Travel

Why Did We Give Up On Battery Life So Easily?

When you’re working, the routine is always the same: if you don’t plug in your phone overnight, you won’t have enough to get through the next day. And if you’re on the road, finding a power outlet is often at the top of your list of challenges. Why do we put up with it so readily?

I’ve been reflecting on this recently after playing with two products. Firstly, over the holidays I was testing out Telstra’s EasyTouch Discovery 3. This is what people in the industry refer to as a “granny phone”, aimed at a market who don’t care about whether the phone is running Ice Cream Sandwich or iOS 5 or Windows Phone 7 Mango. They just want a phone that’s easy to use for calls and texting, with big buttons and an obvious interface.

As granny phones go, this one is pretty advanced: it has a reasonable camera and you can use it as an MP3 player. It’s perhaps a bit too expensive for a lot of cost-conscious buyers ($240), but it does pretty much what it says on the tin.

I’m not about to give up my smartphone addiction, but using this phone had one unexpected advantage: because I was only using it to make calls, the battery lasted for days. If I left any of my other regular phones switched on in my travel bag, they’d be flat before a day had passed. But the EasyTouch 3 was still good to go even after I’d ignored it for five days.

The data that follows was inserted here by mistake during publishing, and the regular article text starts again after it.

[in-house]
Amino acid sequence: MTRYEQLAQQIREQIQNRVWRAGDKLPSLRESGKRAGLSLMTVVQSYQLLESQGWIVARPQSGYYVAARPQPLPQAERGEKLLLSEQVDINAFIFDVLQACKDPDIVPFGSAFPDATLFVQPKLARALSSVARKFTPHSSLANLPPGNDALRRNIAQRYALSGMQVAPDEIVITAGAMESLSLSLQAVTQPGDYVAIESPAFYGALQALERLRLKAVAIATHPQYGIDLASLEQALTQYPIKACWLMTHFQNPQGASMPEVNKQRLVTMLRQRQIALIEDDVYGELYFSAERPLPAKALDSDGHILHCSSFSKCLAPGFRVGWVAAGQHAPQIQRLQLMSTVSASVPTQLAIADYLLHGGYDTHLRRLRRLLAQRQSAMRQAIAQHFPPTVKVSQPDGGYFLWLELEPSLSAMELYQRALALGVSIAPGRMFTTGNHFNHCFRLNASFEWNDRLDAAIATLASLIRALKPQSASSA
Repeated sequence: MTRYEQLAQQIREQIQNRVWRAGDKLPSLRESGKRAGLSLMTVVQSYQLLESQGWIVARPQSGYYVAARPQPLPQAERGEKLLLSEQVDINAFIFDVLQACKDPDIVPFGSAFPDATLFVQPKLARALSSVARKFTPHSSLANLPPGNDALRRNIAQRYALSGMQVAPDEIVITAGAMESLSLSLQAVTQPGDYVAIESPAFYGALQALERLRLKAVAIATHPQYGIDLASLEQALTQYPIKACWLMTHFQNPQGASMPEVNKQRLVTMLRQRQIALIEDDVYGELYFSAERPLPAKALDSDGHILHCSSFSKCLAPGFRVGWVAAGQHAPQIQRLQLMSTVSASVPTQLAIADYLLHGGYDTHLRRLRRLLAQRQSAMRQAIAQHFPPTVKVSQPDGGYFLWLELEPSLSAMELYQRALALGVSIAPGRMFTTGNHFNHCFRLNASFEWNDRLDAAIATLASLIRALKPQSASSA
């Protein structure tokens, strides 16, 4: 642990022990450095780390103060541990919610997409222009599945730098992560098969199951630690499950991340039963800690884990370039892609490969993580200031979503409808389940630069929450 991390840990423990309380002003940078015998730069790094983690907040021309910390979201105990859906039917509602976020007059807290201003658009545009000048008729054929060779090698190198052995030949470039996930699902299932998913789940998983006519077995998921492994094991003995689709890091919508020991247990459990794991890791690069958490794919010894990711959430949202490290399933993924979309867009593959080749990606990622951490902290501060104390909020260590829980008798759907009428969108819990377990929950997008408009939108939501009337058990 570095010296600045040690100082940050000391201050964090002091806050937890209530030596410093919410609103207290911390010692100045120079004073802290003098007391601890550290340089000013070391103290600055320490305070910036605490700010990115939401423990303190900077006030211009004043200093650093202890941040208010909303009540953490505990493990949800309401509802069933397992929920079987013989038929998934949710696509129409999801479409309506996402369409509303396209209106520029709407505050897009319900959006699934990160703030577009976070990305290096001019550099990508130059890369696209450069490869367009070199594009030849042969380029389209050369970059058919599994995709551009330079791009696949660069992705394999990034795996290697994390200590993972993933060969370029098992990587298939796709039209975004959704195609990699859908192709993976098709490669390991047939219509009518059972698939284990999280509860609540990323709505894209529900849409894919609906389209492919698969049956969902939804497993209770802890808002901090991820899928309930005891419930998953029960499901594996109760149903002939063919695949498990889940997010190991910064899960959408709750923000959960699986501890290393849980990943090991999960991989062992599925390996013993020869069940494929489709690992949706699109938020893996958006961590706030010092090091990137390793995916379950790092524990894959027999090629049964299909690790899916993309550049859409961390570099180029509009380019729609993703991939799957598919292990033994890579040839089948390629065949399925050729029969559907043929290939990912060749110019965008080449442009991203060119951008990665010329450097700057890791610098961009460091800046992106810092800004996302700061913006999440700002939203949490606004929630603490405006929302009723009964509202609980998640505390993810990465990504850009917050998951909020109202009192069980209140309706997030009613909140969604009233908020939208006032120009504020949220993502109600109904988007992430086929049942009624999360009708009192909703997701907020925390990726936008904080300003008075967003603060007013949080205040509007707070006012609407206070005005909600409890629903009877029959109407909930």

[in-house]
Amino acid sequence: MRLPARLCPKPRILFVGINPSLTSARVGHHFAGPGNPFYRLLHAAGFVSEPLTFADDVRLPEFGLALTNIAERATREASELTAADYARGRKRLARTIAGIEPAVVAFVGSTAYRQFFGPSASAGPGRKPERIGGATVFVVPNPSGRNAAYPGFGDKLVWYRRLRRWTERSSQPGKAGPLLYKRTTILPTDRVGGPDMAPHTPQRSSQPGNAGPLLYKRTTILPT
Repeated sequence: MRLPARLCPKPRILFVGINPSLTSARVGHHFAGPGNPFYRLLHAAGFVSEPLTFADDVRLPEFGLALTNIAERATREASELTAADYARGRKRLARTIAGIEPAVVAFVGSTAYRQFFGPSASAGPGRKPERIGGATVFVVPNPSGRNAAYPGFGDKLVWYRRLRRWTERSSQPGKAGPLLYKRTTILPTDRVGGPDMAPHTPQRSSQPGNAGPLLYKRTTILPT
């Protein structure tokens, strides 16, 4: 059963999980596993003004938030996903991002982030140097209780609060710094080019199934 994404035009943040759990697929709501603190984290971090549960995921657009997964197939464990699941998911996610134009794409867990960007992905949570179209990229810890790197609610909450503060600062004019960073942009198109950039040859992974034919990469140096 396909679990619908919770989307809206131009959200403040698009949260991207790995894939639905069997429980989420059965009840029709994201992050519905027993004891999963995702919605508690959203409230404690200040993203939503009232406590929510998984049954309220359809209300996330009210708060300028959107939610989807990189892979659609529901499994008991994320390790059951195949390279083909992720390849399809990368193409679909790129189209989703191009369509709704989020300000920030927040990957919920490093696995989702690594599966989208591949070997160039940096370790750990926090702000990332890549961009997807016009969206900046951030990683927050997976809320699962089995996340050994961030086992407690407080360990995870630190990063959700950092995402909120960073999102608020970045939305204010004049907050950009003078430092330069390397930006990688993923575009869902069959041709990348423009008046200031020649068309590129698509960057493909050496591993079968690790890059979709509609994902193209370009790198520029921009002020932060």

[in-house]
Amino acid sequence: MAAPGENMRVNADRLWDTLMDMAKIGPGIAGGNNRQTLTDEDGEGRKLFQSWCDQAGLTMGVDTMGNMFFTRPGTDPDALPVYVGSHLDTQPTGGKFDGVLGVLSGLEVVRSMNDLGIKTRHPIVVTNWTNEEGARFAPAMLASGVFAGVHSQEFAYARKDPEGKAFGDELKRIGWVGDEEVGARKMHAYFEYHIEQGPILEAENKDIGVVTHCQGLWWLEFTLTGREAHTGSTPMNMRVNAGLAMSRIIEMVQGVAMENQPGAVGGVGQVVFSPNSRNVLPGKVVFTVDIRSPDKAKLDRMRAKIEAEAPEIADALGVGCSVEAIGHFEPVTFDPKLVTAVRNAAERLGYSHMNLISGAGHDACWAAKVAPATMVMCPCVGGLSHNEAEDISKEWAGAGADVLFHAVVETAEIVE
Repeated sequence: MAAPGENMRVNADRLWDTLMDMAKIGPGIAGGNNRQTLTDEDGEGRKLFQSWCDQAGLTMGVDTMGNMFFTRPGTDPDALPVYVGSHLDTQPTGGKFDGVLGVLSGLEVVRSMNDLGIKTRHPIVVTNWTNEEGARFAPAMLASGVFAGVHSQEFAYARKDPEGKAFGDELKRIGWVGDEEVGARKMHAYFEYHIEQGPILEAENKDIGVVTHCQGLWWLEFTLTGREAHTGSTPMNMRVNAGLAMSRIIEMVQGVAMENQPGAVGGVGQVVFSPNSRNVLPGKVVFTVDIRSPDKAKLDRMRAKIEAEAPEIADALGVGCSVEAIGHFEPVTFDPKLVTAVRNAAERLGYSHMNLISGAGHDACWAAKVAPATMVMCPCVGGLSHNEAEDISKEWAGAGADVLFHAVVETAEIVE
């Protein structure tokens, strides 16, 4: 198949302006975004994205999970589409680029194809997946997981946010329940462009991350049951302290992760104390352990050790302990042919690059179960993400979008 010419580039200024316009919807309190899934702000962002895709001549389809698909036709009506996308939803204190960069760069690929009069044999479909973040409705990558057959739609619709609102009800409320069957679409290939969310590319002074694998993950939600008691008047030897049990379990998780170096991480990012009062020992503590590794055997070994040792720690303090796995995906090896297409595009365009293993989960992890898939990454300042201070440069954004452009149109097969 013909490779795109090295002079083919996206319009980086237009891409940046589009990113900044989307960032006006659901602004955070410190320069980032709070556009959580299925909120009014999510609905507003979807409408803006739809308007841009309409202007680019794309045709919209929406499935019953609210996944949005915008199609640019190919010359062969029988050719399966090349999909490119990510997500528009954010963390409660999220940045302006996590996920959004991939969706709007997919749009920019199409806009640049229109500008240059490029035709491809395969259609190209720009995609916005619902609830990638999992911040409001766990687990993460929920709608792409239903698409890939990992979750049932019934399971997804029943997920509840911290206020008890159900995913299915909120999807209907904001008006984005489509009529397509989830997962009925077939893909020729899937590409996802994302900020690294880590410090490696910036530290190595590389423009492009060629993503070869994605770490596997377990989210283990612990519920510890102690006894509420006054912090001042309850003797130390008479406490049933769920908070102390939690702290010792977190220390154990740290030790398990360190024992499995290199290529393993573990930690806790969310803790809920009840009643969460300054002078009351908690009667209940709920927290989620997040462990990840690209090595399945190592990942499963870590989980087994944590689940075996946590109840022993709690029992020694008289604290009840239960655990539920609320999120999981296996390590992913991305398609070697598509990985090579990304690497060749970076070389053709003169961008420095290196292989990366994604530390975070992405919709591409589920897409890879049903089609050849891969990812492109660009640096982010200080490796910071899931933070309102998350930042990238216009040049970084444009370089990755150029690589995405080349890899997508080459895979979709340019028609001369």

It reminded me of a simpler time, when I only had to plug in my phone to recharge after a few days had passed. It seems like a lifetime ago, and there’s an obvious trade-off: a phone that doesn’t let you browse the Internet or write emails is no good as a productivity tool. But there’s still something very liberating about it.

It also seems to me that a product doesn’t have to be obviously out-of-date to offer good battery life. Case in point: the Kindle. I got a basic model Kindle as a birthday present, and I’ve been using it incessantly ever since. But I think I’ve only charged it twice in that time period, and one of those was purely as a precaution (I was using the Kindle for my LCA2012 presentation and I didn’t want it to run out halfway through).

Phones have dramatically improved in almost every area, but battery life is a notable exception. While battery technology improves, it seems our appetite for extra features and more processing power means we’re still stuck with the once-a-day charging routine. Here’s hoping that might change at some point in the future. Now if you’ll excuse me, there’s something I need to read on my Kindle.

Lifehacker Australia editor Angus Kidman can’t wait until all his gadgets can draw on solar power in an emergency. His Road Worrier column, looking at technology and organising tips for travellers, appears each week on Lifehacker.